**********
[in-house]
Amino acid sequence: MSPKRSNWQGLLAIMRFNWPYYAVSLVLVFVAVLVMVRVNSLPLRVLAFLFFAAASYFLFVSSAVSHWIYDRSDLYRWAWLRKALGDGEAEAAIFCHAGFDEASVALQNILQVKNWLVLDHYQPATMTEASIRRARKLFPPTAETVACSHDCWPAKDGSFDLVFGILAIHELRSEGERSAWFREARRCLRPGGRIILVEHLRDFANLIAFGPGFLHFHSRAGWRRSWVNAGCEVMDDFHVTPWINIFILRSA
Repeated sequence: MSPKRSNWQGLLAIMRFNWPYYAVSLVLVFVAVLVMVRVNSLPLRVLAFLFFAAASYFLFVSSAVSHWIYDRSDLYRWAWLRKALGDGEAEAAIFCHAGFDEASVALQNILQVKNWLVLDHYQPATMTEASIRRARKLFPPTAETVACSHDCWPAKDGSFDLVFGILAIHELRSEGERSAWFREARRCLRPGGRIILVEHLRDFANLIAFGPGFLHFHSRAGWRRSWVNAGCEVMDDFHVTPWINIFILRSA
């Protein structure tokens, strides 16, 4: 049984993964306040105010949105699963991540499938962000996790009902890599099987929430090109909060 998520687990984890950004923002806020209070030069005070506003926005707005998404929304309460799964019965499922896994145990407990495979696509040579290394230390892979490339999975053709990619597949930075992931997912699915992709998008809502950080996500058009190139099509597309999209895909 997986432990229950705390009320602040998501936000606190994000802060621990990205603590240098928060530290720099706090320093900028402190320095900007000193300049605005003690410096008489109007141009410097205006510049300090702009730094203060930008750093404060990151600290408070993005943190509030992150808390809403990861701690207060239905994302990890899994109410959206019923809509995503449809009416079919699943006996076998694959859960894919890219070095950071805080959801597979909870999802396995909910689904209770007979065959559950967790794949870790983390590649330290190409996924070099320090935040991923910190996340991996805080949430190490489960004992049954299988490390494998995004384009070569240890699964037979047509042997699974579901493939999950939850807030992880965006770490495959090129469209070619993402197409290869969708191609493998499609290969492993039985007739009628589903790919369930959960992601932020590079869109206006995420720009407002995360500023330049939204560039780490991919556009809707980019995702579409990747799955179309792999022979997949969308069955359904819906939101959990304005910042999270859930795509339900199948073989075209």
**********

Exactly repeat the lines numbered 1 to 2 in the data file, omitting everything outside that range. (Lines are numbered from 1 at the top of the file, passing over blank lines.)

[in-house]
Amino acid sequence: MSPKRSNWQGLLAIMRFNWPYYAVSLVLVFVAVLVMVRVNSLPLRVLAFLFFAAASYFLFVSSAVSHWIYDRSDLYRWAWLRKALGDGEAEAAIFCHAGFDEASVALQNILQVKNWLVLDHYQPATMTEASIRRARKLFPPTAETVACSHDCWPAKDGSFDLVFGILAIHELRSEGERSAWFREARRCLRPGGRIILVEHLRDFANLIAFGPGFLHFHSRAGWRRSWVNAGCEVMDDFHVTPWINIFILRSA